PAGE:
Home Features Catholics confront sorcery accusation violence in Papua New Guinea

Catholics confront sorcery accusation violence in Papua New Guinea

On Aug. 10, 2012 a defenseless mother fought for her life in the Highlands of Papua New Guinea. The woman, Christina, was surrounded by hundreds of villagers. Several men had tied her up and lit a pyre. Accused of sorcery, she had already been tortured with red-hot irons. The incident was like a scene from 500 years ago.

Amidst the shouting and chanting one woman boldly stood up to mob. “Stop the madness, release the woman!” shouted the woman who was Swiss born missionary, Sister Gaudentia Meier.

The elderly nun hurried into the village square to try and stop what was occurring but was beaten off by members of the mob.



“Get out, otherwise we’ll burn you as a witch too,” they screamed at the nun who’d worked as a nurse and midwife in the Mendi Diocese for almost 50 years.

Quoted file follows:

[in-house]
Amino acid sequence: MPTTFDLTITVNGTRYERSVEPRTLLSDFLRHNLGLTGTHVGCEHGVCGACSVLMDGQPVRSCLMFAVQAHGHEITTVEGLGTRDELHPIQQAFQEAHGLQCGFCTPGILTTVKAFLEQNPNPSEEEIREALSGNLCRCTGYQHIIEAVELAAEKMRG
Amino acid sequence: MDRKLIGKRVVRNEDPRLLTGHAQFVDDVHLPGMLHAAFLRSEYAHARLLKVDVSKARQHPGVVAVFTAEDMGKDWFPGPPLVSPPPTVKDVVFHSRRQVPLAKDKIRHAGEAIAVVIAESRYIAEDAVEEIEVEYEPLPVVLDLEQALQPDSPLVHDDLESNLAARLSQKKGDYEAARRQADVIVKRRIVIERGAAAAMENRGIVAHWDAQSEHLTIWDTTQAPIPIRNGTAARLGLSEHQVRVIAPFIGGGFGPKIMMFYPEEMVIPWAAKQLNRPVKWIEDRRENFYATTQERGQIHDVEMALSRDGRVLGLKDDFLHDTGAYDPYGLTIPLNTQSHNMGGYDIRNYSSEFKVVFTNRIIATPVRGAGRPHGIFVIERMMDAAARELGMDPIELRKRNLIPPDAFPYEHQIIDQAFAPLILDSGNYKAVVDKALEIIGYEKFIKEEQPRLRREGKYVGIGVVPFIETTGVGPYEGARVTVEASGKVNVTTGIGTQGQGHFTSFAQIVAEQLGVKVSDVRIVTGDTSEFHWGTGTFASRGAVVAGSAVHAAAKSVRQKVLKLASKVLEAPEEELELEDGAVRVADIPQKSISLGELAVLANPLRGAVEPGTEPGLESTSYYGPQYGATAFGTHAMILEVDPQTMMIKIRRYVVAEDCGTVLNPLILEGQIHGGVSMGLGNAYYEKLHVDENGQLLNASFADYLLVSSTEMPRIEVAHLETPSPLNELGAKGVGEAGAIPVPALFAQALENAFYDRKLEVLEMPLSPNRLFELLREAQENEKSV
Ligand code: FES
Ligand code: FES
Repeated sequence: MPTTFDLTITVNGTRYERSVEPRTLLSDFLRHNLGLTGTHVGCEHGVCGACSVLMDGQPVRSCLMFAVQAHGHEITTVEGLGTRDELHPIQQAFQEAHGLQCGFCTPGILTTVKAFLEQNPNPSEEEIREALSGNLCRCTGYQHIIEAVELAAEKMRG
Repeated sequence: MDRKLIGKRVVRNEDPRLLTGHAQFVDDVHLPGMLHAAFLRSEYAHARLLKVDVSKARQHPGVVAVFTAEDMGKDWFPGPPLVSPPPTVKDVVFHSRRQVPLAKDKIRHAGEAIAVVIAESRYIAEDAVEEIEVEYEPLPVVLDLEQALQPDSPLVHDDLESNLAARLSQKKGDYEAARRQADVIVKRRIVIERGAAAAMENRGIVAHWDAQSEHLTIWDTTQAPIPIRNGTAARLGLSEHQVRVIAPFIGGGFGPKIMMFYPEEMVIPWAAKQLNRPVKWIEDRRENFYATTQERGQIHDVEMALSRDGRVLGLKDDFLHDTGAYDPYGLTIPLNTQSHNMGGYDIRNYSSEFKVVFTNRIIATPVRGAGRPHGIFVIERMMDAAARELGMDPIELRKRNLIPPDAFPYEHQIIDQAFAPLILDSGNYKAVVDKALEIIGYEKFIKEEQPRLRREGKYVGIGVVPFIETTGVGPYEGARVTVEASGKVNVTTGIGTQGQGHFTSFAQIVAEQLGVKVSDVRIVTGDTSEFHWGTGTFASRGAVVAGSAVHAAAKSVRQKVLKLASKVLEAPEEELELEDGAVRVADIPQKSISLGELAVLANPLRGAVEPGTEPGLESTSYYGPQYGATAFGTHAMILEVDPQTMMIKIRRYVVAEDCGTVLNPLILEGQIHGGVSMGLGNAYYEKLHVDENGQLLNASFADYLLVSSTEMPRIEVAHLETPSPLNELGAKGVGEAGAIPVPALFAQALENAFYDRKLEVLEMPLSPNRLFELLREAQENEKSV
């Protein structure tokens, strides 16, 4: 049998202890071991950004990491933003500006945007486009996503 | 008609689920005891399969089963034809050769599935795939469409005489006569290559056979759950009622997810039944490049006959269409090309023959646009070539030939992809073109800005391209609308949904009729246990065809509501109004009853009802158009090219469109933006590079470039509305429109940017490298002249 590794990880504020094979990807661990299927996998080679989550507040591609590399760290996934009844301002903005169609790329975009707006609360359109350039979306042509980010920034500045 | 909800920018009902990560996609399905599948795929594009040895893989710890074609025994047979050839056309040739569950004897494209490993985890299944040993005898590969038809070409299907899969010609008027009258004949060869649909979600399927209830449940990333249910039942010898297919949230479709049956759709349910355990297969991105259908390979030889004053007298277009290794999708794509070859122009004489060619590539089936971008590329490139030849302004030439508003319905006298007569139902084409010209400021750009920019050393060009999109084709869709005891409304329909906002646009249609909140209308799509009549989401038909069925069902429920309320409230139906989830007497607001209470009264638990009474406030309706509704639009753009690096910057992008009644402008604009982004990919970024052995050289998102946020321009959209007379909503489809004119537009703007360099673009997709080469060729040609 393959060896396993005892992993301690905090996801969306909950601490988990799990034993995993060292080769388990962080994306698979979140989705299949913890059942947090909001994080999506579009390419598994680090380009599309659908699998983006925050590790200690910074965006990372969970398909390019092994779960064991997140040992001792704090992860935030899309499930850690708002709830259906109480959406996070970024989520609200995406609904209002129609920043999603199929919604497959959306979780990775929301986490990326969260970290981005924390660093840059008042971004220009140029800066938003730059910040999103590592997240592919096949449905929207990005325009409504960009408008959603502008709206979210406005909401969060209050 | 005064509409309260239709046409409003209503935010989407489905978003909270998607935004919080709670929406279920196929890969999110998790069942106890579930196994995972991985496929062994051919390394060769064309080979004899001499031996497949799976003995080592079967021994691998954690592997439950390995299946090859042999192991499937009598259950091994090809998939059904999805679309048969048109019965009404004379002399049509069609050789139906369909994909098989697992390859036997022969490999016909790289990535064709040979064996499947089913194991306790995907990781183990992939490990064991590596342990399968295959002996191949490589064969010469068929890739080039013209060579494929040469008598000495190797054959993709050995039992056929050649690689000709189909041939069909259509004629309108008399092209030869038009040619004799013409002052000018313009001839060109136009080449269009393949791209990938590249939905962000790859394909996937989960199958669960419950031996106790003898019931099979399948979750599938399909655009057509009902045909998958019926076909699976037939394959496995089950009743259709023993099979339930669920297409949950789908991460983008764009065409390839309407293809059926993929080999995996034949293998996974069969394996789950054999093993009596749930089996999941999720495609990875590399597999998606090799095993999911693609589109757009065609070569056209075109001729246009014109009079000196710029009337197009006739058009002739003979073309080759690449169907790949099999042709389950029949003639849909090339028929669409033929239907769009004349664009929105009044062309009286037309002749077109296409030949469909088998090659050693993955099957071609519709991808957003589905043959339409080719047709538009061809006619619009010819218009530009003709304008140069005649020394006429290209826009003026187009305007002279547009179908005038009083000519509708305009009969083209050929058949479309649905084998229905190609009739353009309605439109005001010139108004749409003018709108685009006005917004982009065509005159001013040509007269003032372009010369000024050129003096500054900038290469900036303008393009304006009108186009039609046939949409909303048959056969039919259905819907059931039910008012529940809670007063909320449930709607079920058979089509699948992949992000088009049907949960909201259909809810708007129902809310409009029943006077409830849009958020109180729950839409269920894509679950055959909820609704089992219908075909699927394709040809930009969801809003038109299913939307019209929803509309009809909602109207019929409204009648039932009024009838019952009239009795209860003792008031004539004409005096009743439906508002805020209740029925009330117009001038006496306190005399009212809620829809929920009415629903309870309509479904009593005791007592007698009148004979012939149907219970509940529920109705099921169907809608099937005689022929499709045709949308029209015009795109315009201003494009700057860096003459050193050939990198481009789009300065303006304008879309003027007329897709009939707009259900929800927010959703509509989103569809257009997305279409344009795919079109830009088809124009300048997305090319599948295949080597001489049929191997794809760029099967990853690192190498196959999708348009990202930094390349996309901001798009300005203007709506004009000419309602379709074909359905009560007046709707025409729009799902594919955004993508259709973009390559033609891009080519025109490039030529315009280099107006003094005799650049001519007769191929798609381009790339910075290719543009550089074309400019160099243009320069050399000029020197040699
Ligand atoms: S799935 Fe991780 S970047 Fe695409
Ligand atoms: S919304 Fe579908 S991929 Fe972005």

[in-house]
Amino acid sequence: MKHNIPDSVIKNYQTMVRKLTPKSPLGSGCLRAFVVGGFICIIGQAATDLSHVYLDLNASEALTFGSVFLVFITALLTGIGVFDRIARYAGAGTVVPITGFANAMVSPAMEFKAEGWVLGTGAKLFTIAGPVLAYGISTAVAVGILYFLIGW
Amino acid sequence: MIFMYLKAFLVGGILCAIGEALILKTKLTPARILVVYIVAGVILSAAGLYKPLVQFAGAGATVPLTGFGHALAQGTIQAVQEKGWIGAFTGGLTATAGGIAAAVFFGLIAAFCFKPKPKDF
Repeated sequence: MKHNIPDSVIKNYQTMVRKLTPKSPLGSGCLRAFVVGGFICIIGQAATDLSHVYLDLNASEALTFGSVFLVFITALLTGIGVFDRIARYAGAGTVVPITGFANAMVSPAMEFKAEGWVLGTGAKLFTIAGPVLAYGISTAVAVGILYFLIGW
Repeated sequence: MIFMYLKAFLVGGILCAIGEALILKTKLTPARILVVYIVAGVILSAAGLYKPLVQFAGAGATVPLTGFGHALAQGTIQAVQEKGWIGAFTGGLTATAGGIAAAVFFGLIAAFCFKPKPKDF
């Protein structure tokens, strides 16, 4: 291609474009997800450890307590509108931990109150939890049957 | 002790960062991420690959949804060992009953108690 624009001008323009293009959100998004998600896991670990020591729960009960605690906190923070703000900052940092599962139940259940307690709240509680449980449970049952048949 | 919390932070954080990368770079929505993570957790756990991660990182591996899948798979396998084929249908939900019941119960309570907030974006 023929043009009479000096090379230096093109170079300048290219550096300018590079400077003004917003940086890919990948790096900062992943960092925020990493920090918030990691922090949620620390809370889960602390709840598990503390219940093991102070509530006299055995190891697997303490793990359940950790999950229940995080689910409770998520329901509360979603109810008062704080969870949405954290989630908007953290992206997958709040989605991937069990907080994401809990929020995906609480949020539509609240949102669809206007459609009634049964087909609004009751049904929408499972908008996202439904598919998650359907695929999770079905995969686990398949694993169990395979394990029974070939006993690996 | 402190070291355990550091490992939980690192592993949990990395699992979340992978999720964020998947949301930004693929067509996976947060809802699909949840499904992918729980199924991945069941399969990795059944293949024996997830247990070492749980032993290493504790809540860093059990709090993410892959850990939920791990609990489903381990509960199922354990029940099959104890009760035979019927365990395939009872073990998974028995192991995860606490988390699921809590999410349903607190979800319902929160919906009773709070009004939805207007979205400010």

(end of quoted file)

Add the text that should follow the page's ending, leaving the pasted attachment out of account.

The mob had made Christina a scapegoat and, in her desperation, the accused woman came up with a trick — she grabbed a stone and simulated a witch’s birth. The stone was smeared with mud and blood and the men considered it to be the evil in her. They finally let her go.

Sister Gaudentia took Christina to hospital and, along with other Catholics, including another Swiss-born nun, Sister Lorena Jenal, helped the woman with her emotional wounds.

Sister Lorena said that Christina, who has a son, is now doing well.

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But the men who attacked Christina are still at large and she still fears for her life. “I want to live in peace and I want justice, otherwise I will never find peace,” Christina said.

Eight years down the line, and sorcery related accusations and their related violence continue in Papua New Guinea.